Games 'nuclear plot' uncovered

Click to follow
The Independent Online

New Zealand detectives are investigating a group of Afghan refugees after details of a nuclear reactor near the Australian city of Sydney were allegedly found in their possession, raising fears of a possible terrorist attack during the Olympic Games.

New Zealand detectives are investigating a group of Afghan refugees after details of a nuclear reactor near the Australian city of Sydney were allegedly found in their possession, raising fears of a possible terrorist attack during the Olympic Games.

Detectives in Auckland said yesterday that they had stumbled on the apparent conspiracy during an investigation into the smuggling of people by organised crime syndicates. House raids in March uncovered evidence suggesting a conspiracy to attack the Lucas Heights reactor. A room in one home was allegedly turned into a command centre, with a conference table and maps.

But Australian officials played down the threat, saying there was no serious risk to the small research reactor in suburban southern Sydney, and said they had no plans to shut it down.

They found a Sydney street map highlighting the site of the reactor and access routes, and notebooks outlining police tactics and chains of command for the 1990 Commonwealth Games in Auckland.

Details have been passed to the Australian authorities. However, no arrest has been made since the raids in March, and Australian police said last night they were unaware of the New Zealand investigation.

The plot might have been hatched by Afghan sympathisers of Osama bin Laden, the Saudi-born dissident being sheltered in Afghanistan by the Taliban. Sources said members of what appears to be a cell of Afghan refugees in Auckland continue to have direct phone links with suspected terrorist organisations in Afghanistan.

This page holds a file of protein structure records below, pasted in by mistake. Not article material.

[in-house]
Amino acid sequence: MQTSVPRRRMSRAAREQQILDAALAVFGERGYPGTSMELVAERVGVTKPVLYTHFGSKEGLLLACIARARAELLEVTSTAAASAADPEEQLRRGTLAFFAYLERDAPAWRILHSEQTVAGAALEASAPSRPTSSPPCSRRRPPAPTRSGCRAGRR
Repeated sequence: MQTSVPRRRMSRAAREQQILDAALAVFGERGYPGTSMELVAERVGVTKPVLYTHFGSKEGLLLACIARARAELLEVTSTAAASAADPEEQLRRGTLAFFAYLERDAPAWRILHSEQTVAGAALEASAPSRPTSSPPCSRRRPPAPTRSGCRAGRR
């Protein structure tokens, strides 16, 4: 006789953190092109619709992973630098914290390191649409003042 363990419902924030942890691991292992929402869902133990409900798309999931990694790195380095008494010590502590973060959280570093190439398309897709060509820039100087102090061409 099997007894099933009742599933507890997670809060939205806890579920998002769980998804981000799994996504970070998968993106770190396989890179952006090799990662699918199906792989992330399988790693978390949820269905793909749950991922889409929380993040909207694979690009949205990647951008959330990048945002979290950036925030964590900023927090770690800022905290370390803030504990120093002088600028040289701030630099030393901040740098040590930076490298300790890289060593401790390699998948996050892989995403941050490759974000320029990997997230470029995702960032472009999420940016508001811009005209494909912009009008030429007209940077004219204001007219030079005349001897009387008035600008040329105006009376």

Police say the cell they uncovered consisted of about 20 mainly Afghan refugees in Auckland who, they believe, may have been familiarising themselves with the Western way of doing things. The detectives had begun to suspect that some newcomers were using the relative obscurity and remoteness of New Zealand as a launching pad for more sinister activities. They found indications that some had undergone military training and been engaged in armed conflicts before being granted residency in New Zealand.

Such residency is thought to be especially attractive as possible terrorists are more likely to avoid suspicion when entering other countries on New Zealand passports, an investigator said.

The reports led to renewed calls from local residents and the environmental group Greenpeace to shut down the reactor in the suburb of Lucas Heights, at least for the duration of the Olympics.

Lucas Heights is 16 miles from the Olympic stadium in Homebush.

A similar reactor in Atlanta located near the Olympic site was closed down during the 1996 Olympics because of concerns that terrorists could commandeer the fuel.

Australia's Science Minister Nick Minchin said security would be tightened but the reactor would not be closed during the games because there was no credible threat to the facility or to the Olympics.

Nuclear experts at the Australian Nuclear Science and Technology Organization determined last year that the threat of a serious attack "was very low and any threat to technology or material was also very low," he said. An update last week upheld that report, Minchin said.

"The ANSTO facility is a research reactor and, as such, its fundamental design greatly limits the risk to public safety from an accident," he said in a statement.

The 1950s-vintage nuclear reactor in a suburb in southern Sydney is not a power plant. It is used for scientific and medical research and operated by ANSTO.

The Lucas Heights reactor is tiny in comparison to an electricity-generating nuclear reactor, ANSTO said. It produces about 10 megawatts of thermal energy compared with 3,000 megawatts by a typical electricity-generating reactor.

Comments